Peloton Interactive (PTON -3.90%) reported fiscal 2022 first-quarter earnings after the market closed on Nov. 4. The results disappointed investors, and the stock price crashed by over 36% on the day after the announcement.

That was quite a negative investor reaction considering how well the stock has performed over the past two years. Some would even argue it might be an overreaction.

Let's take a closer look at some of the report's information to determine if the selling is justified or if the market sold off too soon. 

A man exercises on a Peloton Bike while looking out the window of a home. Walking behind the man is a woman heading toward another room in the house.

Image source: Peloton.

Peloton faces trouble as economies reopen

A few long months ago, Peloton management gave investors guidance on what to expect from the company in the fiscal year 2022. In that forecast, it estimated the company would end the year with 3.63 million connected fitness subscribers, $5.4 billion in revenue, and a negative $325 million in adjusted earnings before interest, taxes, depreciation, and amortization (EBITDA).

During the first quarter (which began July 1), reopening economies worldwide led to less interest in Peloton products. At the end of its first quarter of fiscal 2022, management thought it prudent to revise the outlook downward for the rest of the year. It now expects connected fitness subscribers of 3.4 million, revenue of $4.6 billion, and a negative adjusted EBITDA of $450 million, all at the midpoints, for the fiscal year 2022.

All three downgrades are significant, no doubt. But of the three, the most significant is the lower-than-expected connected fitness subscriptions. Notably, each subscriber pays a monthly fee of $39 for access to Peloton's live and recorded exercise classes. The company boasts a very high retention rate for those subscribers: 92% as of the end of the first quarter.

Peloton's lowered guidance assumes 233,000 fewer subscribers by the end of the year. At $39 per month, that would be $9.1 million less revenue per month or $109 million annualized. And because the company retains such a large group of members each year, that's lower-than-expected revenue for several years.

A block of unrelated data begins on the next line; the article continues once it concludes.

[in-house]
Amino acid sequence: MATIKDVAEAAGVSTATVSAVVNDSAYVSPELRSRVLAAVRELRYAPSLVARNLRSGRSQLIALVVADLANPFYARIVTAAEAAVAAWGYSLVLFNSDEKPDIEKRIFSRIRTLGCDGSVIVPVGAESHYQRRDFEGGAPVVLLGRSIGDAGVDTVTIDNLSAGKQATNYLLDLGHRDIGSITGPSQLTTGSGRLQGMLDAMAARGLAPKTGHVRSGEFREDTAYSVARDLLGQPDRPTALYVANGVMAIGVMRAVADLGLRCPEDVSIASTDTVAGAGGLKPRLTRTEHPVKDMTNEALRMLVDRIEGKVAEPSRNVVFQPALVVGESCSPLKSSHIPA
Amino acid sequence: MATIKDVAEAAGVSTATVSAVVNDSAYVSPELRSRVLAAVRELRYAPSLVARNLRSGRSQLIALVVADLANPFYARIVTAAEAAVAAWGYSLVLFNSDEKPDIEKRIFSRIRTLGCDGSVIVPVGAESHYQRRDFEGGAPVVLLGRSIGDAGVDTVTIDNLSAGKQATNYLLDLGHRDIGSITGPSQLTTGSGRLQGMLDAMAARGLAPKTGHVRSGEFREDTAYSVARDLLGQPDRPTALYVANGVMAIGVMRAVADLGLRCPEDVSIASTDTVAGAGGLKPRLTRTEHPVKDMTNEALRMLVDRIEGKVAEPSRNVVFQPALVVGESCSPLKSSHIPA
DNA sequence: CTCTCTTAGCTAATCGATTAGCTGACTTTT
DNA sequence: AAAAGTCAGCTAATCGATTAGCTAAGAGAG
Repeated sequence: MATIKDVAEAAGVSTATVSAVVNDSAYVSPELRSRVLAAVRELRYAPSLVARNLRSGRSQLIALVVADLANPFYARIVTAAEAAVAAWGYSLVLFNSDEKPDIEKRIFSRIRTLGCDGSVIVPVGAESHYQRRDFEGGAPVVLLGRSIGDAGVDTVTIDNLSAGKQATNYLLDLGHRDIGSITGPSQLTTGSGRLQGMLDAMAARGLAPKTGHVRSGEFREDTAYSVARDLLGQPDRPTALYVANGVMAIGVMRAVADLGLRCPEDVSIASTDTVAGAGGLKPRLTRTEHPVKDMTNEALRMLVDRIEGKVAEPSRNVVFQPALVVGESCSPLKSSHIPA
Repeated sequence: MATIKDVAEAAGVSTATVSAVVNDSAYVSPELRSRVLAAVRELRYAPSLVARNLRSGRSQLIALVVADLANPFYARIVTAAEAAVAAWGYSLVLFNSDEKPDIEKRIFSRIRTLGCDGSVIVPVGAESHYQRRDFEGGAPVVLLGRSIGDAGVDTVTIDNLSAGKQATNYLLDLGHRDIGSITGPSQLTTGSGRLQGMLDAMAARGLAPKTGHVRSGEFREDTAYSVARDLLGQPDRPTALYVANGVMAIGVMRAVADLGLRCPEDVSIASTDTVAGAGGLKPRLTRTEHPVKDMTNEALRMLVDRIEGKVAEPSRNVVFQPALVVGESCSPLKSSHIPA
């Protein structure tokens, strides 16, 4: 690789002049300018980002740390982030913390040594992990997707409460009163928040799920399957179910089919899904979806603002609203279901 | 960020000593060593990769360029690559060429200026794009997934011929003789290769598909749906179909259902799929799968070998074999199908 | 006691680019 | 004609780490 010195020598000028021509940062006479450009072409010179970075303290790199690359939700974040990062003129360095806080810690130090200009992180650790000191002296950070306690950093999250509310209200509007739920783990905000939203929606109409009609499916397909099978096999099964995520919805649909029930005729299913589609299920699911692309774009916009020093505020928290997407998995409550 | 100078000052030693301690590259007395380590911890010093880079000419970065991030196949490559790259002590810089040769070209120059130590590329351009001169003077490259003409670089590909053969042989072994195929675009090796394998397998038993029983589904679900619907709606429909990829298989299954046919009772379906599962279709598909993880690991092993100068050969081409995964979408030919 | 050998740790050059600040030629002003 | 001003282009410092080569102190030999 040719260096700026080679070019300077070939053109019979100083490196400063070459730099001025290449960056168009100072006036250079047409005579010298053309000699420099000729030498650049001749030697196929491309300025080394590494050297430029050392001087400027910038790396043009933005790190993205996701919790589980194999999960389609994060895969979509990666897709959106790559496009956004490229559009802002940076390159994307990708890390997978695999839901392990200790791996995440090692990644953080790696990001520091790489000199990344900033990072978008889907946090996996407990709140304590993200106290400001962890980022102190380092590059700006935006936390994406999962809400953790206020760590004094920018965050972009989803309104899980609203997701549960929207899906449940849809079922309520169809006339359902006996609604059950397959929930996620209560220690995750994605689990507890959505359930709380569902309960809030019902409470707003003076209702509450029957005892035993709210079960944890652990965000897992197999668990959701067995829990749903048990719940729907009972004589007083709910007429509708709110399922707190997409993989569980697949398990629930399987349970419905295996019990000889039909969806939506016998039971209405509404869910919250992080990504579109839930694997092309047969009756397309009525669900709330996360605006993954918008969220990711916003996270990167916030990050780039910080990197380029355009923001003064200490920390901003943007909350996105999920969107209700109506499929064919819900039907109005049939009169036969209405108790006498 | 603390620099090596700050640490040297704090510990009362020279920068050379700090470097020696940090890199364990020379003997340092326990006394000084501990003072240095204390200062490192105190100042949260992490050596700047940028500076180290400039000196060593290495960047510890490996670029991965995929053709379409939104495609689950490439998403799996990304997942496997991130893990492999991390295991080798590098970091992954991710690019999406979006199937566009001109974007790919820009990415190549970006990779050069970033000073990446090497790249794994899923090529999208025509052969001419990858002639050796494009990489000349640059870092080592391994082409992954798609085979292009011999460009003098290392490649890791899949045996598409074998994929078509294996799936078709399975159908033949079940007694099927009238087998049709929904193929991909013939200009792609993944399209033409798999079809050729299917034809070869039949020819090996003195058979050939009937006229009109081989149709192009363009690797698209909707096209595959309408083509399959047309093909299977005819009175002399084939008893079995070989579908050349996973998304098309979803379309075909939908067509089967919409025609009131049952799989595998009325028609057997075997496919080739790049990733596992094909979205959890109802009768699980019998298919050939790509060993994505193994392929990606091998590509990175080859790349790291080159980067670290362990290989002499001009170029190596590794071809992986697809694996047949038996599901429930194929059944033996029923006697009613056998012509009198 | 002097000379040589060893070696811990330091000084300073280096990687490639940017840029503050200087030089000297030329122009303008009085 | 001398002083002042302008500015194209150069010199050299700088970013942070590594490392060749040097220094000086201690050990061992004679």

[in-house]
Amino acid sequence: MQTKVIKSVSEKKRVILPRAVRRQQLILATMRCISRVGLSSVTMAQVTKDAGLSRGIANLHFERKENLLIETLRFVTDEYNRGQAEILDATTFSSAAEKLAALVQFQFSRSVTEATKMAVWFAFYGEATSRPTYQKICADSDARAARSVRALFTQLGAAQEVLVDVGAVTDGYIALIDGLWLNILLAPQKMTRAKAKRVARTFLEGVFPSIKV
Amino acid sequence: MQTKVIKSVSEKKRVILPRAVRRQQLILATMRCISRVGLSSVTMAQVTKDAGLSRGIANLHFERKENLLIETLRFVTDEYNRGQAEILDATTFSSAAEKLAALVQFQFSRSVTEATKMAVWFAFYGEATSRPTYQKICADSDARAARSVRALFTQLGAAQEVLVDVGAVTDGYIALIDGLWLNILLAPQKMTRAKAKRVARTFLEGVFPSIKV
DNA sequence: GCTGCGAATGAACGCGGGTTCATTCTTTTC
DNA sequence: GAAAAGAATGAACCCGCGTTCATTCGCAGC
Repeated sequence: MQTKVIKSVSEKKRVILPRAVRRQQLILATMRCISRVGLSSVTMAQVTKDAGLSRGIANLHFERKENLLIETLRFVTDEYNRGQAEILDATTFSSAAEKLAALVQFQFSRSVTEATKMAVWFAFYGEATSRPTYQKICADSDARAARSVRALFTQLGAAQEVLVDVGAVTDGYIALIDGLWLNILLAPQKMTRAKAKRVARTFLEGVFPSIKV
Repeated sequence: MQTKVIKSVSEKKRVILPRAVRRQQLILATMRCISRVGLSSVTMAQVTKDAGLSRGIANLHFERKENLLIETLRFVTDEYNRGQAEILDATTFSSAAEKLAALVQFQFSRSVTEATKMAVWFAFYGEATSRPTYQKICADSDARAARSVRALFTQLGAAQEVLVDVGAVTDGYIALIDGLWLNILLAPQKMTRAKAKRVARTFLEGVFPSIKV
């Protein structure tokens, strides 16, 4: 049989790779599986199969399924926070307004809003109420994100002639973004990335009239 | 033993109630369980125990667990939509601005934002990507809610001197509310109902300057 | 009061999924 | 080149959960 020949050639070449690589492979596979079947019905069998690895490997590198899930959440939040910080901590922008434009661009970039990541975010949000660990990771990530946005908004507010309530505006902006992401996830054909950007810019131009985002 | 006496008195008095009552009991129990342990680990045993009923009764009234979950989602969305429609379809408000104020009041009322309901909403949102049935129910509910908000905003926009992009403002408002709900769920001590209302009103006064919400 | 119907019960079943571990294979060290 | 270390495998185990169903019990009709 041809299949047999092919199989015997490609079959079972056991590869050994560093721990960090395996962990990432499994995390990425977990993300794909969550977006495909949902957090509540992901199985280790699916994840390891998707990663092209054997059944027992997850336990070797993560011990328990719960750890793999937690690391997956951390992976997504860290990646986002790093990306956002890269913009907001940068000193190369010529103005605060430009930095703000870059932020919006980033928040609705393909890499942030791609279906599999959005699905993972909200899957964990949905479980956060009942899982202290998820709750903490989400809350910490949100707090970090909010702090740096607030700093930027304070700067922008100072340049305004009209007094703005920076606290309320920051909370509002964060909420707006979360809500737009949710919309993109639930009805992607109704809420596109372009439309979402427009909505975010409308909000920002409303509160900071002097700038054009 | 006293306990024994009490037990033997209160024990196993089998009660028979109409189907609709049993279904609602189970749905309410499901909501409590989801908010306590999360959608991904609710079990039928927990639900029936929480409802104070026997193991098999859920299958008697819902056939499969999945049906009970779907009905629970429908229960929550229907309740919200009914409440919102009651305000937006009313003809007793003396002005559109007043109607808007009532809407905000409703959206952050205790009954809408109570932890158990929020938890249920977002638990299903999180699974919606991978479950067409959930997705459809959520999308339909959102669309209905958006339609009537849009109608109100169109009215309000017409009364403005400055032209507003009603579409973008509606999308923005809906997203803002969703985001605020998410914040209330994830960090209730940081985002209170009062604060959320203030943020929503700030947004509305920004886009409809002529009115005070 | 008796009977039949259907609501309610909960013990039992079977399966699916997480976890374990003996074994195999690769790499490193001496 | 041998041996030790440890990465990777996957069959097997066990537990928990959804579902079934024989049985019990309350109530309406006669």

Moreover, subscription revenue comes with a substantially higher gross profit margin compared with its exercise equipment sales. While these figures fluctuate quarter to quarter, for the first quarter, subscription gross profit margin was 66.7%, while for products, it was 12%. The loss of more than $100 million in recurring, highly profitable revenue would be a significant blow to Peloton.

Did Peloton's stock get oversold? 

It's no surprise that the stock sold off after the company announced first-quarter earnings and management lowered guidance for the year. Still, was a 36% drop justified?

The thought driving part of the selling is that Peloton may already be in most people's households who want its product. That would be a reasonable conclusion. If you were thinking of buying one of its bikes, you probably purchased one during the pandemic. 

The other side of the argument is that Peloton offers a convenient way to stay in shape in the comfort of your own home. The company lowered the price of its original bike by $400 at the end of August, but it still costs almost $1,500. Indeed, some people would like to buy the bike but are priced out. So there is a path for the company to reach more households as it lowers its cost of production and then lowers the price at which it can sell its machines.

That's a more challenging path for growth than Peloton was following just recently. Even before the pandemic onset, the company was increasing sales by 100% per year. Management's guidance of $4.6 billion, if met, would be sales growth of 15%. 

In the end, the lowered outlook was abysmal news from management, but a sell-off of 36% is probably overdoing it